If your engineering company’s professional, don’t do this

11 Jul 19 ARH away tiny
Anthony Haynes

Anthony Haynes writes: In the previous couple of posts, I’ve written about the potential in engineering communications of still photography.

But there’s one thing regarding still photography that you mustn’t do — namely, publish a team photo. You know the ones: when you get everyone to line up in front of the office and smile.

Team photographs have a role in some contexts. Sport, for example, where the individuals within the team might themselves have a following.

Seasonal photos of sports teams can provide a concise historical record.

17 Jul 19 Dresden74
Dynamo Dresden (1974) — photo provided under Creative Commons licence

Ditto, annual photographs of students on academic courses.

But not in engineering. No doubt everyone wants to be in the picture, has fun while it’s being taken, and wants to see how they look in it. So if you want to take a photo for the office notice board or the internal newsletter, just to boost morale, go ahead. Just don’t publish it.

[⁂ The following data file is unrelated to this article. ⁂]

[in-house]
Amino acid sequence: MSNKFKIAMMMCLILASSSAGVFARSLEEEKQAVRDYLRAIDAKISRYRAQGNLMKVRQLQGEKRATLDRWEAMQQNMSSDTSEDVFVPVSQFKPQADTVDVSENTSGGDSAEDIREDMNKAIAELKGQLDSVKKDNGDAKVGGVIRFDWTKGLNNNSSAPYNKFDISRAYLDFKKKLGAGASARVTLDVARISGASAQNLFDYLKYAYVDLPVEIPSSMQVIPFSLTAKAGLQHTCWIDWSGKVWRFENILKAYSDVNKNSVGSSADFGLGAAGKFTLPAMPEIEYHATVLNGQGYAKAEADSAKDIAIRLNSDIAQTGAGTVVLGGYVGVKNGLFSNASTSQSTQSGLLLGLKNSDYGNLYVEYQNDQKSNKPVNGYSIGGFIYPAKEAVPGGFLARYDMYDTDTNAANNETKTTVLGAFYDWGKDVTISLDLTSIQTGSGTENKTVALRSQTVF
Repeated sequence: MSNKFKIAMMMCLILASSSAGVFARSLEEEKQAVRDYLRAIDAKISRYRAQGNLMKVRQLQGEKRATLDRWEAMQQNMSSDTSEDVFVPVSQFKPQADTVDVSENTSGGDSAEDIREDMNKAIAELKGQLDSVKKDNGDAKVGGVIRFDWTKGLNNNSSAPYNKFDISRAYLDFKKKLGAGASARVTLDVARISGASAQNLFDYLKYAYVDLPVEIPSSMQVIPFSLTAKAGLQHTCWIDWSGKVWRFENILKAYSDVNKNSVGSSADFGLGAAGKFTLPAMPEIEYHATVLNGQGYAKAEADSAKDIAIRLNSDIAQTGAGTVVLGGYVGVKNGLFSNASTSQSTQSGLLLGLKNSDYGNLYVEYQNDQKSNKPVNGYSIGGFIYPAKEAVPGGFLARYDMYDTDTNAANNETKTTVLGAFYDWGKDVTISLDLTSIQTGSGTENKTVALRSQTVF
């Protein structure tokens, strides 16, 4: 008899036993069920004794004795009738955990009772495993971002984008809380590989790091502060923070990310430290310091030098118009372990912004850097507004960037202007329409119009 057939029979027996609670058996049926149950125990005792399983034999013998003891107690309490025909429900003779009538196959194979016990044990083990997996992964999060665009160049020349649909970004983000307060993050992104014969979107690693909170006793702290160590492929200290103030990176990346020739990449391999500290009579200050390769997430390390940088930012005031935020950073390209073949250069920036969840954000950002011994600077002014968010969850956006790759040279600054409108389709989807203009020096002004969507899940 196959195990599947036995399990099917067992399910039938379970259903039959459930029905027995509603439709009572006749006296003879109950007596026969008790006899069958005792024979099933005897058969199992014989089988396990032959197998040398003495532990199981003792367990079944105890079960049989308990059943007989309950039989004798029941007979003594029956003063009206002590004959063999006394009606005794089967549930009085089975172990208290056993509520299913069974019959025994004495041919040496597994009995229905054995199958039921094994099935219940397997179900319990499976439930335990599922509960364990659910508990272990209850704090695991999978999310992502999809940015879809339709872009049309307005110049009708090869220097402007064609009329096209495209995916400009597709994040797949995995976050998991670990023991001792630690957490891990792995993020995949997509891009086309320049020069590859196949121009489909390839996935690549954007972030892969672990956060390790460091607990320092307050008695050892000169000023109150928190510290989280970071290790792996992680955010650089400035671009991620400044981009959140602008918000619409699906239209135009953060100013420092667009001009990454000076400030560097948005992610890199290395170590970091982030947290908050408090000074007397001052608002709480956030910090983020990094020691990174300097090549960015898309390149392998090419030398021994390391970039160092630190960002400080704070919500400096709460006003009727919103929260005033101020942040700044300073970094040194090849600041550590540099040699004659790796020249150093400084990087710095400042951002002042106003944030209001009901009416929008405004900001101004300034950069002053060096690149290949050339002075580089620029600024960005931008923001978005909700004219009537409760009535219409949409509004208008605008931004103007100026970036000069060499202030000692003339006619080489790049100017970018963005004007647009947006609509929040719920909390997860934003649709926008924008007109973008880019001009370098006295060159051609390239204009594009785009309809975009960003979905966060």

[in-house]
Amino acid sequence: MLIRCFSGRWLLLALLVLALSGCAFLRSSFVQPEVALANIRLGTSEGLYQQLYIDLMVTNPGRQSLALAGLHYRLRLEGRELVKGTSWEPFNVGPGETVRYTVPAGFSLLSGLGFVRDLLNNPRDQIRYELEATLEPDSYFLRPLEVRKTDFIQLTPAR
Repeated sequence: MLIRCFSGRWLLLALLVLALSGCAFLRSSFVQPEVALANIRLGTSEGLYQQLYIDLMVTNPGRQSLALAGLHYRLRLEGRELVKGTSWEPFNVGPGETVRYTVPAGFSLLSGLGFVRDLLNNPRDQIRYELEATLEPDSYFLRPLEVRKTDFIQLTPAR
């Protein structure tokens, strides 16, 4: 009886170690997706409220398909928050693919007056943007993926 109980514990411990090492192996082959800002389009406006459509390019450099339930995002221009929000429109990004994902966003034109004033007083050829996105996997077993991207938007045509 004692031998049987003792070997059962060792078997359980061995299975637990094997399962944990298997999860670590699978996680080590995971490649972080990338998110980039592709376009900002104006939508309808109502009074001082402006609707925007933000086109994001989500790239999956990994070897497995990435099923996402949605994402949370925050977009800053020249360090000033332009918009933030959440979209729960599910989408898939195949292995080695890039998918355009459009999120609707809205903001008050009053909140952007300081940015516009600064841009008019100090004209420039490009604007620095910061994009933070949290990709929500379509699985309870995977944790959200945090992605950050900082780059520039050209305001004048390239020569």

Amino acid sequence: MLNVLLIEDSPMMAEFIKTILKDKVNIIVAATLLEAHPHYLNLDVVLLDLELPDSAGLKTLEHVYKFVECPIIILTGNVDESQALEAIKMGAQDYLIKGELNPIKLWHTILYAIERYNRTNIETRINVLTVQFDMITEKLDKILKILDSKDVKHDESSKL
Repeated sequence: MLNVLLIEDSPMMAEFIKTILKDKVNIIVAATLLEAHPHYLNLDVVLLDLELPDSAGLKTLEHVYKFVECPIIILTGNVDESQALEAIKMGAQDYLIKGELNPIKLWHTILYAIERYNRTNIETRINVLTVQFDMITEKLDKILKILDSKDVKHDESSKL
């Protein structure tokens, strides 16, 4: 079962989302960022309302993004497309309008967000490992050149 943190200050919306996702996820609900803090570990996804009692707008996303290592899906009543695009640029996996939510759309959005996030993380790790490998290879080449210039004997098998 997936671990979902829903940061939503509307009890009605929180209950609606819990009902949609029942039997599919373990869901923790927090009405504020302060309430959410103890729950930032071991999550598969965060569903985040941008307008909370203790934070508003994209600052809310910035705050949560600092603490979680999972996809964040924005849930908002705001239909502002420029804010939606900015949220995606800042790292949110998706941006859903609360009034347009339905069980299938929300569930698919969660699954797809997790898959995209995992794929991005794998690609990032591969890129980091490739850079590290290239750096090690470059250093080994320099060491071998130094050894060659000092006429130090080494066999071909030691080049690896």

The problem with publishing an office team photo is that it instantly identifies your organisation as playing in a minor league.

What does the office team photo show? Oh, look: we employ people! (Whoever would have guessed?) People who wear much the same kind of clothes as other people! And you see that building behind us: that shows we have a workplace and don’t just camp out in the fields! Isn’t that amazing?

Such photographs might just make it onto the pages of trade magazines or local newspapers. But when did you last see one on the front page of The Times or The Washington Post?

Not that there’s anything wrong with trade magazines or local newspapers per se. far from it. It’s just that there’s an asymmetry: photographs of the type that do feature in national media also work for local and trade press — but not necessarily vice versa.

So what kind of images do work, then? Answer: photographs of people meaningfully interacting — with each other, with technology, or both.

Recently a trend has developed, presumably based on a glimmering awareness that team photos are dull, of publishing team photos in which everyone waves their hands in the air.

That doesn’t work, either. It’s still a team photo. Don’t do it.


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